If a revolution happens and no reporters cover it, will it make a sound? That’s a good question because an anti-tax revolution as American as they come is under way, and the country’s top newsmen could care less.
Anti-tax protests have been sprouting like spring flowers from sea to shining sea the past couple of weeks. Inspired by the “Chicago Tea Party” rant of CNBC business analyst Rick Santelli, taxpayers have rallied in Atlanta, Chicago, Dallas, Denver, Nashville, New York, Philadelphia and Washington, among other locales. A national “Tax Day Tea Party” of coordinated rallies is planned for April 15.
But if you only get your news from the mainstream media, you probably wouldn’t know the protests ever happened. Most major news outlets have provided zero coverage of any of the individual events or the grassroots movement as a whole. The conservative-leaning Internet startup Pajamas TV is the only outlet consistently covering the protests, which totaled nearly 30 by PJTV’s count after last weekend.
Readers who know of the gatherings are beginning to ask questions. Hence this defense from the Los Angeles Times for its failure to cover a protest focused not on the national level but in California:
We all agree that the tax issue is extremely important. That’s why, in the last few weeks alone, the Times has run more than 30 stories about the tax and budget proposals being pushed by the Legislature and the governor. That’s also why we ran a tax chart so you could see how much the new taxes would cost you. …
Between now and the May 19 election, we plan extensive coverage of both sides of the campaign over the ballot initiatives. We’ll explain the issues, tell readers what both sides are saying, figure out where the money is coming from to pay for the campaigns on both sides and show people what’s at stake. What we’re not likely to do is cover a lot of individual rallies — from either side. That’s not a political thing. We don’t cover a lot of government-worker rallies in favor of tax hikes, either.
To the extent that the Times maintains a consistent policy on covering rallies, that is a reasonable news judgment. But choosing not to cover individual rallies is quite different from blissful ignorance about the taxpayer unrest at the root of the protests. The ongoing reluctance of the establishment press to cover the grassroots revolt against tax-and-spend government is looking more and more like dereliction of journalistic duty.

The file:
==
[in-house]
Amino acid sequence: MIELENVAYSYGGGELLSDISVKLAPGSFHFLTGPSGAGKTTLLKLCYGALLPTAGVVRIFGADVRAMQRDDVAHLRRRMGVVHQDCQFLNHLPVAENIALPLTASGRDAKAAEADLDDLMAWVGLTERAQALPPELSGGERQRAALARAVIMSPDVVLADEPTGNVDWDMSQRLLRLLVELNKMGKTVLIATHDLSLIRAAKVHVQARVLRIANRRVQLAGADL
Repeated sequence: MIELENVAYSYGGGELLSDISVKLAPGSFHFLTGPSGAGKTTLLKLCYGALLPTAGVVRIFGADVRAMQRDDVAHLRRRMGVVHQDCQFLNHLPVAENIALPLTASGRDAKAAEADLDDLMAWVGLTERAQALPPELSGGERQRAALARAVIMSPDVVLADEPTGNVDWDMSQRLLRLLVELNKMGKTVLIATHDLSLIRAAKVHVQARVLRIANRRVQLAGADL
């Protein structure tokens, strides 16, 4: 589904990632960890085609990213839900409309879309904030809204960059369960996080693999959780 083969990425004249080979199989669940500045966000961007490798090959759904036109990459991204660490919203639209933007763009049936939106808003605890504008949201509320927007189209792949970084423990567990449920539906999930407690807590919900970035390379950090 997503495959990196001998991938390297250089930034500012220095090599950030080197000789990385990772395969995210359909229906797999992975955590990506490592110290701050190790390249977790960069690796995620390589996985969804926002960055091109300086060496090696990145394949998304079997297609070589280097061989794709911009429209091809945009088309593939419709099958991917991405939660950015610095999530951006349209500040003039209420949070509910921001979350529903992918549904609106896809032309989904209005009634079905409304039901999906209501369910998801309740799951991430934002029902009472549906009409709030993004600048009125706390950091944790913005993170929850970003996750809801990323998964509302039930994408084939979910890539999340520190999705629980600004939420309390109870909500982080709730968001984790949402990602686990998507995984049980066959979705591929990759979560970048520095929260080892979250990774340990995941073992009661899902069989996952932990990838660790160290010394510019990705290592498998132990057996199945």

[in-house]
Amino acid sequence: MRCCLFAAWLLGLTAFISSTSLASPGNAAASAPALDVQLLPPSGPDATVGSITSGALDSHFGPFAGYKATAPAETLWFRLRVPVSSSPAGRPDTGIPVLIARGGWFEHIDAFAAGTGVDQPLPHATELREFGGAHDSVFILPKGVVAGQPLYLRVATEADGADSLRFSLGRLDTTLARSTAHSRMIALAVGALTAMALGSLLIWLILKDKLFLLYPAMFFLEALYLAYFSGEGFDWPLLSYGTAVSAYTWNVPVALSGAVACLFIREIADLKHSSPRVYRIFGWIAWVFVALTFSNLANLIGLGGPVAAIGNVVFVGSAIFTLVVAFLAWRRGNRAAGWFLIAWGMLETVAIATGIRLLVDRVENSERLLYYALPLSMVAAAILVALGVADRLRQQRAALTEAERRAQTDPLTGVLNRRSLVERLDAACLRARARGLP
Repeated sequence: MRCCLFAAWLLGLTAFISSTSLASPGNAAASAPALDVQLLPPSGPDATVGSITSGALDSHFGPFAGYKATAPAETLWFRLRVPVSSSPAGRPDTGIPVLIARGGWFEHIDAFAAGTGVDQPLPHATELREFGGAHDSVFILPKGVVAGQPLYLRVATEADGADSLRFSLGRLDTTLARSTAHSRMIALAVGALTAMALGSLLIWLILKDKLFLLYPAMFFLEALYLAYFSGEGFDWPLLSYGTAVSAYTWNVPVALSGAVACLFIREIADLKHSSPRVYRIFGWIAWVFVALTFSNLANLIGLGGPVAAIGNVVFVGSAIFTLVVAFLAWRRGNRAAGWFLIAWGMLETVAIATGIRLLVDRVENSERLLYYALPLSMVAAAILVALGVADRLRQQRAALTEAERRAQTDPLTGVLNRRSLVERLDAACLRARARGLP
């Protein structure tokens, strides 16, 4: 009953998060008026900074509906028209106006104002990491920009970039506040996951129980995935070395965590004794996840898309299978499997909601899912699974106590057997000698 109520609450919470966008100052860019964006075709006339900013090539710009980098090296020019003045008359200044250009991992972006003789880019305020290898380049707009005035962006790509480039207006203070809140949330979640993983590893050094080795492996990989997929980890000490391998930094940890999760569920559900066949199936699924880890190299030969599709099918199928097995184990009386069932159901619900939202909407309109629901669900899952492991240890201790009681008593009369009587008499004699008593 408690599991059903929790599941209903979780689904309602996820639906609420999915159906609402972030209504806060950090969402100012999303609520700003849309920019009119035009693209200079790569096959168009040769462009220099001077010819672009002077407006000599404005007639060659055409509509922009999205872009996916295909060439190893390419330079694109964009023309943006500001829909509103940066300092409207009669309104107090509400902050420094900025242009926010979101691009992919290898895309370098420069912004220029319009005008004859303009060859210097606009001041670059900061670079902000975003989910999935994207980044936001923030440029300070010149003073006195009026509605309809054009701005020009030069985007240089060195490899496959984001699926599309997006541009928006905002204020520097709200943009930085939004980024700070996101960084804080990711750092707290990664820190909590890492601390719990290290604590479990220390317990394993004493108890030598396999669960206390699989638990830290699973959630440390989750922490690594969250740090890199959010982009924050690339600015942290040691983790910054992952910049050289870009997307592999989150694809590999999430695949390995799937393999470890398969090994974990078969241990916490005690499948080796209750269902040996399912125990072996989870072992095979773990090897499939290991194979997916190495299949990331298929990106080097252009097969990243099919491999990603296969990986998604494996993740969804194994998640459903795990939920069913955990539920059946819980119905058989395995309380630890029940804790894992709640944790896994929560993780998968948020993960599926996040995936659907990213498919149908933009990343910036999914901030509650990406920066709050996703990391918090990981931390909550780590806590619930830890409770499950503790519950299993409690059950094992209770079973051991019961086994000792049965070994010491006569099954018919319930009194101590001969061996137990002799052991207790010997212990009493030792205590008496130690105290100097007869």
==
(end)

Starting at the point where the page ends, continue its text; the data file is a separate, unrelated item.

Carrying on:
The time-honored media tradition of trend stories is abused too often, but sometimes a trend is real and demands reporting. The tea parties and the anger that underlies them — an anger increasingly being voiced by celebrities like Whoopi Goldberg and Jim Cramer, too — are in the latter category.
As I’ve watched the movement materialize and my journalistic colleagues sit on their hands the past few weeks, my mind has drifted to the government-funded cartoon series “Liberty’s Kids,” which my wife and I just finished watching with our kids.
Apprentice journalists James and Sarah, the Ben Franklin proteges and stars of the show (who amazingly never age), are driven by passion to tell every story they can about the American Revolution unfolding before them. They have different viewpoints — James the colonial and Sarah the British loyalist — but both embrace the privilege they have been given to write the first draft of history. They give no quarter to doubters, naysayers and cynics.
True, James and Sarah are just cartoon characters, and the creators of the sometimes-politically-correct series had the benefit of hindsight in portraying the young journalists. But I can’t help but think that if they were around today, they would be covering the modern-day equivalent of the Boston Tea Party.
Their real-life counterparts, on the other hand, have become too jaded and cynical to think anyone could get that upset about taxes.
UPDATE: Patterico’s Pontifications shoots holes through the L.A. Times’ defense of its decision not to cover the protest — and instead to mock it as “a radio stunt.” So contrary to its editor’s suggestion, the Times doesn’t have a consistent policy on covering protests; they just cover the ones they agree with.